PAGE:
Sport Digest, November 18, 2012
Forty years after his death, two of Bruce Lee's siblings reminisce about their famous brother's life and a legacy that is inspiring a whole new generation of fighters. Jo Baker reports.
Disappointment for HK cyclist Lee in Glasgow
Lee Wai-sze had to settle for fifth place in the women's 500-metre time trial after a mediocre performance in the track cycling World Cup classic in Glasgow. Her time of 19.351 seconds put her in the second ranking after the first 250 metres, but when the sprint mattered most in the next and last lap, Lee failed to match her opponents with a 15.131-second finish and an aggregate time of 34.482 seconds. Lee set the Asian record in the event when she won the gold medal at the 2010 Guangzhou Asian Games in 33.945 seconds. Olga Panarina of Belarus won the Glasgow race in 34.121 seconds, followed by German rider Kristina Vogel and Tania Calvo of Spain. Lee will also compete in the sprint and keirin. She grabbed the sprint gold in the opening leg of the World Cup series in Cali, Colombia, last month. Chan Kin-wa
Mixed bag good enough for Donald
World number three Luke Donald fired a level-par 71 in the third round of the Dunlop Phoenix yesterday to retain a four-shot lead heading into the final round of the Japan Golf Tour event. Donald mixed three birdies with three bogeys for a 13-under 200 total at the Phoenix Country Club, where play was held up for two hours because of inclement weather on the Hitotsuba Pacific Coast in the south of the country. The Englishman, who last year became the first golfer to win the European and PGA Tour money lists in the same season, leads Australian Brendan Jones (67) and Japan's Shunsuke Sonoda (71) at the US$2.46 million event. Japan's Hiroyuki Fujita and Hirohito Koizumi are tied fourth a further shot back. Reuters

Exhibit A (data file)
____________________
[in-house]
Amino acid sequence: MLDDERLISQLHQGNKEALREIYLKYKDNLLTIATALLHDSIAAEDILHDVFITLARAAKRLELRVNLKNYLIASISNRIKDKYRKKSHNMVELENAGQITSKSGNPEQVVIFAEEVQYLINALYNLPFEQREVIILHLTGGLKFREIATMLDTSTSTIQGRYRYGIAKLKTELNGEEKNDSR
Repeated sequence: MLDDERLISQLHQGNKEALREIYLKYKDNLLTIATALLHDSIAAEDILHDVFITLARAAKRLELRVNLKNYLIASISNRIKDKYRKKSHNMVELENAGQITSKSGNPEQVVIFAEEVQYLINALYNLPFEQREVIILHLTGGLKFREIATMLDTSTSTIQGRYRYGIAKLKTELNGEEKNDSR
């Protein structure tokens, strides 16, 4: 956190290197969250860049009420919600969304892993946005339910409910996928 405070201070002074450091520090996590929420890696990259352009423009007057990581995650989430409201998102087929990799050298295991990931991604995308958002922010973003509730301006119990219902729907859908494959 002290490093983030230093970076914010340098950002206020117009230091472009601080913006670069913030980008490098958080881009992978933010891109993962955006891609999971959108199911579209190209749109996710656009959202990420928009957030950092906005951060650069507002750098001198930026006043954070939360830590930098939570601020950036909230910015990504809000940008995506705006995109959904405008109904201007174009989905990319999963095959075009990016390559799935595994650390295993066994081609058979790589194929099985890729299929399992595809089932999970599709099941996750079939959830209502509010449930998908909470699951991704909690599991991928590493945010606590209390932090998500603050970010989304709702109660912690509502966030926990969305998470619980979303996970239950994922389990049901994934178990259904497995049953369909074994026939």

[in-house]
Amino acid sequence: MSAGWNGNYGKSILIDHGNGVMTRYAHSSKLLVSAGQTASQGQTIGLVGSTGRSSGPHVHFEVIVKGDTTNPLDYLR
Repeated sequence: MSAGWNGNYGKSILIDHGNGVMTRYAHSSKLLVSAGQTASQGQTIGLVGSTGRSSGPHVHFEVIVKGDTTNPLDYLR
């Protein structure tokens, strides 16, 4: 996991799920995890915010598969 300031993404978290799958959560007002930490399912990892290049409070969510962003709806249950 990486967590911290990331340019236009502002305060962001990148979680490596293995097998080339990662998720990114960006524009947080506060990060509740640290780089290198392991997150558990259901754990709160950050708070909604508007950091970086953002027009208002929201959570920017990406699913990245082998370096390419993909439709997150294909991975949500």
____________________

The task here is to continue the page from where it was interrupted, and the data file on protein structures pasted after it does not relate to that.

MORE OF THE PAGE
Best lives up to his name in Windies win
Tino Best picked up his maiden five-wicket haul in a test as the West Indies fought back to beat Bangladesh by 77 runs in the first cricket test in Dhaka yesterday. The home side caved in under pressure and were all out for 167 runs in their second innings, having been set a target of 245 runs in a maximum of 78 overs to win on a fifth-day track. Best provided the killer blows to finish with a career-best five for 24 as Bangladesh lost the test match despite scoring more than 550 runs in their first innings. West Indies captain Darren Sammy said they had seen something in the pitch during the last session of the fourth day that made them believe they could bowl the hosts out cheaply. "There was something for the spinners and also our guys are much quicker, so I backed my bowlers to go out and put the ball in the right areas," Sammy said. "It was a hard-fought test match. Obviously winning brings a good feeling in the dressing room. To see that we battled and came out victorious definitely boosts our confidence." Khulna, a new venue, will host the second and final test from Wednesday. AFP